Mrs. Appleyard’s Year is not great literature. There is no sex, violence, alcoholism, abuse, or dysfunction. The book is gentle and funny, yet well written and wise in its own way. While I certainly wouldn’t want to turn my back on darker literature—we need writers who examine humanity’s shadow side—I do wish there were contemporary writers like Louise Andrews Kent.

Readers, if you know of any, then please let me know.

A Creative Life

Lately I’ve been thinking about creativity and how it enriches and enhances everyday life. We can’t all become great artists. To do so requires a combination of talent, hard work, persistence, and—something we might hate to acknowledge—good luck. While chance might only favor the prepared mind, there is something to be said for being in the right place at the right time and having the right people pulling for you.

But I truly believe that most of us can live a creative life and that this is not the sole province of the enormously talented. As with many things, there is no one path to living a creative life, and vive la difference!

I feel extraordinarily lucky in knowing many, many people who live creative lives. In fact, I know so many that I really can’t list them all, but here are a few: John, a scrounge extraordinaire and a librarian who supplements his library’s tiny budget by scouring book sales and his town’s transfer station for books that he not only adds to the collection but also sells for additional income. There is Shari, who is so accomplished with knitting and needlework and who makes the loveliest pieces, often from scraps. There is Diane, a true green bean, who has made her old house snug and energy efficient. She also makes snappy jewelry from found objects.

I must add my son-in-law Mike who draws, paints, and takes pictures; my daughter Shannon who cooks the most wonderful meals; my daughter Dee and her keen intellect, which gives a creative edge to everything she does. My engineer friend Jim who can fix pretty much anything. My own husband, Clif, and his photographer’s eye, and  Farmer Kev, who grows food for so many people.

All right, I’ll stop. Apologies to friends and acquaintances who were left out. Kudos to all of you, especially those who do volunteer work. This, too, is a form of creativity that uses one of our most precious resources—time.

In my own life, I bake and cook, making pretty much all the bread that we eat.

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I’ve learned how to take pictures, something I never thought I’d be able to do. I’ve come late to photography, thus proving that even as you age, you can learn new things and expand what you do.

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And, of course, I write, five days a week, sometimes more, depending on what is happening. Writing is the center of my day, and without it, my life would feel out of whack. Words and story are definitely the thing for me.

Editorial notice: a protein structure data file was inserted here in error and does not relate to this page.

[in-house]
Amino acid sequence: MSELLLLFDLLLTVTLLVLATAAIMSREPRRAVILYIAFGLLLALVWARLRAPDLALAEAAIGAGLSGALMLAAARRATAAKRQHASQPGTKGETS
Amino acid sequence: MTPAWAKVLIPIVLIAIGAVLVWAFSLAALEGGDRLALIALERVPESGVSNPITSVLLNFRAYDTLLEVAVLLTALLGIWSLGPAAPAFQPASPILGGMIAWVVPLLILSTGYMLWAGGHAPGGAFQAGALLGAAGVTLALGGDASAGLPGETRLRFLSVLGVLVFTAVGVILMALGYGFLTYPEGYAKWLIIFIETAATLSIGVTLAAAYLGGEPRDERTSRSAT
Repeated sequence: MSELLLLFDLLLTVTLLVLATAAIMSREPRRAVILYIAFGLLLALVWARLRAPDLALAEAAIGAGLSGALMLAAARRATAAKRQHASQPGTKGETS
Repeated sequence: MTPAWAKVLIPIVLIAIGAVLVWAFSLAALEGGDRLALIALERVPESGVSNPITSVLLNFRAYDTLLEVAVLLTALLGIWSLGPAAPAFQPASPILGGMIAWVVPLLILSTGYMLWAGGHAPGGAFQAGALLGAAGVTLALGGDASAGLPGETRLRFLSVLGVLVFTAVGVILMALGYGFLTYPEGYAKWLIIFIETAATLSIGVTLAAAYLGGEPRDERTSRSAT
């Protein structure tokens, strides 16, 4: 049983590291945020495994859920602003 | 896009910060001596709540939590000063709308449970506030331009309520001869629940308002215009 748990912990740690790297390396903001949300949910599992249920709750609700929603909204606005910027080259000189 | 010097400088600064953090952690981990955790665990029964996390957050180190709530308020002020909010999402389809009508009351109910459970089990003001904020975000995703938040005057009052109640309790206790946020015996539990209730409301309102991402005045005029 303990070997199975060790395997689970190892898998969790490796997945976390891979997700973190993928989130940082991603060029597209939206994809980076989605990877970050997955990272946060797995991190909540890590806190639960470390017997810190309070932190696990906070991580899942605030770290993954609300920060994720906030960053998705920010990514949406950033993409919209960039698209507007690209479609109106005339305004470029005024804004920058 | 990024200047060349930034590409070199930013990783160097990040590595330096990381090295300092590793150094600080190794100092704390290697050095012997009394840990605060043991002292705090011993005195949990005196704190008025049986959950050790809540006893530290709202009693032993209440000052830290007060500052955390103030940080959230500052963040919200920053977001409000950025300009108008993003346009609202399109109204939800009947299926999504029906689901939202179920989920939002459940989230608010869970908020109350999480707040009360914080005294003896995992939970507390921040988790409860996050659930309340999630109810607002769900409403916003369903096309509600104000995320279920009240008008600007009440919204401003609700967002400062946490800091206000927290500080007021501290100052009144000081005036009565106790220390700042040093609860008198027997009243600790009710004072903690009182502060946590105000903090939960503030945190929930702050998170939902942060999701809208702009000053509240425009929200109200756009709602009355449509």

By weaving creativity in with everyday life, we bring a spark that adds meaning to all that we do.  Creativity can also bring a much-needed attention to how we live. Can we create from things that would ordinarily be thrown out? Cook from scratch and thereby use less packaging? Scrounge useful items from the transfer station? Fix things when they are broken? In the end, a creative life is often a green life, and if there’s one thing we need people to do more, then it is to be as green as possible.

I’m going to end with a quotation from one of my favorite writers, Miss Read, who wrote stories about English village life. Here is her description of one of the characters—Mrs. Willet: “She can salt pork or beef, make jams, jellies, wines, and chutneys and pickles; she can bake pies…She makes rugs, curtains, and her own clothes. She can help a neighbour in childbirth…She is [a] good… gardener and sings in the choir…It is a creative life. There is something worthwhile to show for energy expended which engenders the desire to accomplish more. Small wonder that the Mrs. Willets of this world are happy, and deserve to be so.”

Small wonder, indeed.

Scenes from a Clean-Up

This is what the end of our driveway looked like yesterday afternoon.

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Naturally, it had to be cleared. Clif fetched Little Green and got to work.

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While Clif took care of the wall o’snow, I shoveled the various paths out back—much to the delight of the dog—as well as the steps and walkway out front. I also tackled the wall o’snow by the mailbox and cleared a space so that the mail carrier could deliver mail.

When we were done, I could appreciate all the beauty of this white stuff.

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Yet again, after the clean-up, we felt we had earned our snack of buttered popcorn. Clif and I settled on the couch in the living room, and the dog, of course, settled beside us. After the snack, I took a short nap and woke up refreshed, ready to go to a library meeting.

Oh, the goings-on at the little house in the big woods.

And the Snow it Snoweth Every Day

Our tunnel of a driveway
Our tunnel of a driveway

I might be exaggerating. It hasn’t snowed every day, but it’s starting to feel that way. Clif and I are beginning to wonder where in the world we are going to put more snow. Our driveway is a tunnel, and backing out, I’m more than likely to hit a snow bank.  Fortunately, snow is soft, which means no damage is done.